Cast your mind back several months ago, to a better, colder time. Spring time. Around August, I was at the royal show in Queensland, checking out the lifestyle pavilion: a marquee filled with small businesses selling their wares. There were costumes for dogs, novelty lamps, handmade soap, Akubra hats, and a woman manning a table covered with bowls of water and what appeared to be a pile of wet rags.
“They’re instant cooling towels,” the woman explained as I approached. She made a show of dipping a towel in warm water and flicking it around with a flourish before handing it to me. I gripped the now ice-cold towel in wonder. “They’re made from a fast cooling fibre,” she said. “Two for the price of one. You’ll thank me come summer!” I smiled politely and backed away. “Let me think about it,” I said, my eyes narrowed in suspicion. Was I being scammed? Was this witchcraft?
Well, it’s summer now and I’d like to apologise to that woman. (The towels work; I saw them in sports equipment stores before they sold out.) But this apology doesn’t count for much since this is my ghost speaking after my earthly body burst into flames weeks ago at the height of a nation-wide heat wave. Climate change is real, people, and we’re all burning alive.
I like to think of myself as a pretty tolerant person when it comes to extreme weather. I grew up and still live in Queensland, the skin cancer capital of the world. I’m used to peeling myself off of couches, having cold showers, falling asleep cradling ice packs, standing before open fridges to avoid suffocation in 80 per cent humidity, and driving with gloves to prevent second degree burns. Nothing really works in the Queensland heat and everything is uncomfortable; that’s just part and parcel of Australian summers when you don’t have air conditioning.
A couple of years ago, during a heat wave so intense it hospitalised people around the country, the only way I could tolerate the muggy days was spritzing myself with lukewarm water every minute while reading the Divergent series because it was the only thing my brain could process. On the days I had my period, I simply cooked in a marinade of my own sweat and blood until the sun set and it was cool enough to regain consciousness.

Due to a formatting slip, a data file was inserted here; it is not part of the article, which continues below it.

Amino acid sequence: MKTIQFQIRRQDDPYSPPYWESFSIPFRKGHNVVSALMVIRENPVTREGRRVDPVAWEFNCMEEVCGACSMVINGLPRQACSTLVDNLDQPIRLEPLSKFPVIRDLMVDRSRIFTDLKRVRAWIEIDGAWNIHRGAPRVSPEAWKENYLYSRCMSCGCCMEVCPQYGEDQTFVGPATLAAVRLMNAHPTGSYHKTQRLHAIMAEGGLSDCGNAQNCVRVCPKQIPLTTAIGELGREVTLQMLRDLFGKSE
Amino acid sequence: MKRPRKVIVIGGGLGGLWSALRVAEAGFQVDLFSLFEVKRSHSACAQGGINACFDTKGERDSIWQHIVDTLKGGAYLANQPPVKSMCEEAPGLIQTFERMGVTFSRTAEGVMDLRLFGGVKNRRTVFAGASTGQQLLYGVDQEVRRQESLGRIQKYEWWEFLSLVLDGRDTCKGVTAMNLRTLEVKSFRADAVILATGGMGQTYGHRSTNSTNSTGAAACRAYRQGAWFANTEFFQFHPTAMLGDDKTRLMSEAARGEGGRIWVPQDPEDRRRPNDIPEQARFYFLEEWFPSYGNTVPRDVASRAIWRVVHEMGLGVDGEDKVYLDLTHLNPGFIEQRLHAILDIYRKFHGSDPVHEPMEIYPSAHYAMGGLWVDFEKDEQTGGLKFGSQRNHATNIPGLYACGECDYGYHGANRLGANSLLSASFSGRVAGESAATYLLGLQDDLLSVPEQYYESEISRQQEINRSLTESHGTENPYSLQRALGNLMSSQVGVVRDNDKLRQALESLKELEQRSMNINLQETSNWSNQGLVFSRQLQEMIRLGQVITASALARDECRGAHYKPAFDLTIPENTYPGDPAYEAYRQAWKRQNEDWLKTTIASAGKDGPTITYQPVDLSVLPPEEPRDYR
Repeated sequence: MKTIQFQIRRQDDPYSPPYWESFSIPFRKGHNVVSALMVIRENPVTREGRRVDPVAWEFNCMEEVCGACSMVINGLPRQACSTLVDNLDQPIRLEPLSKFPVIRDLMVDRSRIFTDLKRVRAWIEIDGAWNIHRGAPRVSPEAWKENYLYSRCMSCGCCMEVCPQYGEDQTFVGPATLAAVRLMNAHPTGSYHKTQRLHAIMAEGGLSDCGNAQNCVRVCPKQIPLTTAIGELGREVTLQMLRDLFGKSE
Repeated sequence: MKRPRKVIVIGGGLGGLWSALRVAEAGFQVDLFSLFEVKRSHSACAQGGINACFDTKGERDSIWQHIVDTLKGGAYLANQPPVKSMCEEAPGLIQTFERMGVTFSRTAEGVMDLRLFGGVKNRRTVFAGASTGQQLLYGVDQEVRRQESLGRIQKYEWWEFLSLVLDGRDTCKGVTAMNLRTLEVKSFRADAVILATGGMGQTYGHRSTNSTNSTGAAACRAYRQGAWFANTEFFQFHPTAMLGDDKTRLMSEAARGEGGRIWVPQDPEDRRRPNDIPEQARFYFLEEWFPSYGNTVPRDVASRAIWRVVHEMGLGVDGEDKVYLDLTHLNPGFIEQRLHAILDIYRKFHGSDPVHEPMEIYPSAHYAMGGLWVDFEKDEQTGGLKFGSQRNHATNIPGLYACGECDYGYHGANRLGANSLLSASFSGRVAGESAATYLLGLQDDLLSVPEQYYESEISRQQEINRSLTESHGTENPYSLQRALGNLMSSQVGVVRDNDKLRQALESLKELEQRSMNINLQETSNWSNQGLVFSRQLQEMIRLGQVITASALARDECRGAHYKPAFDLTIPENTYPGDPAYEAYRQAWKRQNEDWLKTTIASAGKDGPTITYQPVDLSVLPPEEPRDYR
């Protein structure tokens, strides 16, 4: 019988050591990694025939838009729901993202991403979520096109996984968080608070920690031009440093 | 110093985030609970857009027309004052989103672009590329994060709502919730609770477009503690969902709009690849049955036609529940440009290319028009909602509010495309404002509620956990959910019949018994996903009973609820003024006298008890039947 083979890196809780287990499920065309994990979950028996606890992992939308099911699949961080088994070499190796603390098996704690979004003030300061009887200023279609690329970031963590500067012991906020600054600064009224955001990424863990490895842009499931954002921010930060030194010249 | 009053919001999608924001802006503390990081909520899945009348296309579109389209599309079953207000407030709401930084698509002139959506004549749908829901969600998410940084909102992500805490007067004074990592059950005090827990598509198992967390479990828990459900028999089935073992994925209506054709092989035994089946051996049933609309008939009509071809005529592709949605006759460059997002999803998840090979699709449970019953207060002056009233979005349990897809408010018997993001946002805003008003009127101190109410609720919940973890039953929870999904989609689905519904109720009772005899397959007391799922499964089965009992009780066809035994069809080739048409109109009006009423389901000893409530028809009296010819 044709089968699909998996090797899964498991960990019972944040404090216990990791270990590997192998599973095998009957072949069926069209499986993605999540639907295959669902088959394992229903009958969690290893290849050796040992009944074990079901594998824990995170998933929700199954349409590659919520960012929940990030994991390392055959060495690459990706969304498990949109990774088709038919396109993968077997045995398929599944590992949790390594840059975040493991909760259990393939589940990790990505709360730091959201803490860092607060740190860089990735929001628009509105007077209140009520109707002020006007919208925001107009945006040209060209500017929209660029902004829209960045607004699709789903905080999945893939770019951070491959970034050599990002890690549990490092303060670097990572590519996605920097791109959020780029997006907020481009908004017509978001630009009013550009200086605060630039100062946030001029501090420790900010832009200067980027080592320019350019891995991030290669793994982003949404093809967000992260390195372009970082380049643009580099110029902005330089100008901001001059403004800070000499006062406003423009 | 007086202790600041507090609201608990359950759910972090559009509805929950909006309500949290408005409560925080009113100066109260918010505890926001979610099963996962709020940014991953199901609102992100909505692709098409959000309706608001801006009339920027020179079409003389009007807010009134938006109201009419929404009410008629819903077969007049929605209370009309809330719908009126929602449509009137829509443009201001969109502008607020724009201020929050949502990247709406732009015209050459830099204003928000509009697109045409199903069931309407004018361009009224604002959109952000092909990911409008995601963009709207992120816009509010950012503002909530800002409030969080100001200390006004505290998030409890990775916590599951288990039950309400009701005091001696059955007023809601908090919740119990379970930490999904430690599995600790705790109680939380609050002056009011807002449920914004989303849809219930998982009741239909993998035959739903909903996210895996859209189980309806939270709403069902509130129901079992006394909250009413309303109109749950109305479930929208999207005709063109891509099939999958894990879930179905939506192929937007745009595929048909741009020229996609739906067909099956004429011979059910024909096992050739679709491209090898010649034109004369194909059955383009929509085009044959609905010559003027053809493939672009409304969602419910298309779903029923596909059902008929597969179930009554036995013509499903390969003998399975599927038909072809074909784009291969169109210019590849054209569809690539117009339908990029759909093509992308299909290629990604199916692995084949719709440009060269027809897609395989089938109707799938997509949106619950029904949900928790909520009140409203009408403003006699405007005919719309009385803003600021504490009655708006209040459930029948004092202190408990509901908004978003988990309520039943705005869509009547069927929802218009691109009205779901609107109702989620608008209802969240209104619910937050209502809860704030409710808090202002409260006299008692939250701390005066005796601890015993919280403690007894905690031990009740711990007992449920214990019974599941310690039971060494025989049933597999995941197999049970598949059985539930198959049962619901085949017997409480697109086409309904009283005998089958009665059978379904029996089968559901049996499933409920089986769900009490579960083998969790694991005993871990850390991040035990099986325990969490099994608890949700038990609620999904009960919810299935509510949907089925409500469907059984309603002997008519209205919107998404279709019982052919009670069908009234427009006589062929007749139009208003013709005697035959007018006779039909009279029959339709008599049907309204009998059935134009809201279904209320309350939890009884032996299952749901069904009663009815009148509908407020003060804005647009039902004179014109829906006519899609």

But this year, Australian heat waves have upped their game: during the first week of January, Sydney was the hottest place on earth. To cope, I’ve been escaping to the State Library to sit in the air conditioning with the other sweaty people who have been cooking in their own homes. I’ll arrive home at the end of the day, guilt stricken at seeing my cat melted across the dining table, eyes glazed, the fan blasting in his face. I know that I’ll miss the warmth come winter, but heat waves can suck eggs.
During heat waves my BO burns through any antiperspirant deodorant; my skin breaks out in prickly heat; I’m sticky; I’m angry; and then I feel guilty for feeling angry because there are people in the world dealing with actual problems. The heat brings out a lot of feelings and a lot of smells in me, but the worst thing is that I have no right to be angry because heat waves are our fault; the planet’s cooking because of selfish, human bozos.
I’ve been trying in whatever infinitesimal ways to be a less garbage person to the planet. At home I compost and use beeswax wrap and environmentally friendly cleaning products. When I travel, I pay the carbon offset when I can afford it. And I’ve planted a butt load of plants… that have all died in the heat. There’s no quick fix but I’m striving to be better, and as summer draws to a close, I’m already preparing for its return. Spring is coming. And so is my cash, hard and fast into the palms of that woman at the royal show selling magical rags.